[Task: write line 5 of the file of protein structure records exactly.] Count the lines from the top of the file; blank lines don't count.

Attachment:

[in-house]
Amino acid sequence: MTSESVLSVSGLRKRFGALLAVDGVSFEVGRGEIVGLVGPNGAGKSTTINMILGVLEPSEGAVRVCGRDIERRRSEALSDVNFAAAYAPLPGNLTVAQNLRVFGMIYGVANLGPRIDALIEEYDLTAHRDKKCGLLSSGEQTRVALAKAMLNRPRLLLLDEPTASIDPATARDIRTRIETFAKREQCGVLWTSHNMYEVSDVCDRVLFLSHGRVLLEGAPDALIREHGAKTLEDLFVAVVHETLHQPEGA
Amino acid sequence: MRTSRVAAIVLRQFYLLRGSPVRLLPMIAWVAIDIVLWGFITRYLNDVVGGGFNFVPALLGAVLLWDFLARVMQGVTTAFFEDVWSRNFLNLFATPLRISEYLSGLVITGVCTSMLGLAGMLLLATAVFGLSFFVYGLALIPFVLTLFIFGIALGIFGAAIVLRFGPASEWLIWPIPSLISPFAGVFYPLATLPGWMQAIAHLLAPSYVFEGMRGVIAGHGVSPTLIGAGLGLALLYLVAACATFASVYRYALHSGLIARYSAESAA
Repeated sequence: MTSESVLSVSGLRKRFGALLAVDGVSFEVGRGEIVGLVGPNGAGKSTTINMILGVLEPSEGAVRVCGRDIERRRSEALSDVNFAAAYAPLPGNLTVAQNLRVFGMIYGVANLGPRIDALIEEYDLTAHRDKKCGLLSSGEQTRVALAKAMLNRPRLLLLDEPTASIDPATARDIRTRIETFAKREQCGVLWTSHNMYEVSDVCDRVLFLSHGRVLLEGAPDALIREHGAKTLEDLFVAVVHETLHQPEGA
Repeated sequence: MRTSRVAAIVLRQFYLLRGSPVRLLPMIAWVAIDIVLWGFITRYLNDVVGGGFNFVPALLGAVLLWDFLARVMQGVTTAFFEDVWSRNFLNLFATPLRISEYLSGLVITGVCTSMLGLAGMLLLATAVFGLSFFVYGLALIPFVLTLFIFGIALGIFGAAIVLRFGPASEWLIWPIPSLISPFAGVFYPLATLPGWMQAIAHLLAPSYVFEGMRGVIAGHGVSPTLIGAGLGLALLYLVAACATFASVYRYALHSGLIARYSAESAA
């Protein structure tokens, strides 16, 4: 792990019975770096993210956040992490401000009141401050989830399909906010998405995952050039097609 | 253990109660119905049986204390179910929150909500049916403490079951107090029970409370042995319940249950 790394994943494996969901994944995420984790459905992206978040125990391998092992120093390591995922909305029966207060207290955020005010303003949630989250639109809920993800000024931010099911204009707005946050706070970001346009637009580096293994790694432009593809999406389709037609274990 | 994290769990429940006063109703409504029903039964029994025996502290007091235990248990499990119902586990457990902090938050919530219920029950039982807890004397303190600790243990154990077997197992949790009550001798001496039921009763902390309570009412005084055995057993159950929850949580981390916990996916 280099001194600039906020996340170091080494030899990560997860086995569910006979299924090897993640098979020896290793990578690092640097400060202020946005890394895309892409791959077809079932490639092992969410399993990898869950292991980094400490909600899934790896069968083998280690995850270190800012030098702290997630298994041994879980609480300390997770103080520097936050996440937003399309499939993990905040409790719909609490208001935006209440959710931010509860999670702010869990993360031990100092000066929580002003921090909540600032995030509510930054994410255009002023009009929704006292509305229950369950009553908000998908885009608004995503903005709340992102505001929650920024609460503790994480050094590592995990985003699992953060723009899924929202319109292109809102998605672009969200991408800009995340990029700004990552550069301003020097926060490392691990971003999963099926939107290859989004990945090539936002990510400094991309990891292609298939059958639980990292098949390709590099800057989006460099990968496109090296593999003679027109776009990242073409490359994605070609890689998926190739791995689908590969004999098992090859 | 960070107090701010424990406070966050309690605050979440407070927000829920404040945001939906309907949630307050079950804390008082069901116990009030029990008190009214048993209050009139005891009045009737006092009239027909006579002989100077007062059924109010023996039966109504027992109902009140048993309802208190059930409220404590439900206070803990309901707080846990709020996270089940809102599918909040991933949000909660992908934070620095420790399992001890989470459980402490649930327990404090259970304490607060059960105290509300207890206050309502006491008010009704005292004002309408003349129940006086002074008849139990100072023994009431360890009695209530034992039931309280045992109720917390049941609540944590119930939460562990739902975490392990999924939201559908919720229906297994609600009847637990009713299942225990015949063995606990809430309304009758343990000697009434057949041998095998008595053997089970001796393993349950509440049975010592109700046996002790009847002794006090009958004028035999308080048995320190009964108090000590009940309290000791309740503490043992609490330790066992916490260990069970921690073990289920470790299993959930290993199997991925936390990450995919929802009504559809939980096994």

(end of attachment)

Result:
Repeated sequence: MRTSRVAAIVLRQFYLLRGSPVRLLPMIAWVAIDIVLWGFITRYLNDVVGGGFNFVPALLGAVLLWDFLARVMQGVTTAFFEDVWSRNFLNLFATPLRISEYLSGLVITGVCTSMLGLAGMLLLATAVFGLSFFVYGLALIPFVLTLFIFGIALGIFGAAIVLRFGPASEWLIWPIPSLISPFAGVFYPLATLPGWMQAIAHLLAPSYVFEGMRGVIAGHGVSPTLIGAGLGLALLYLVAACATFASVYRYALHSGLIARYSAESAA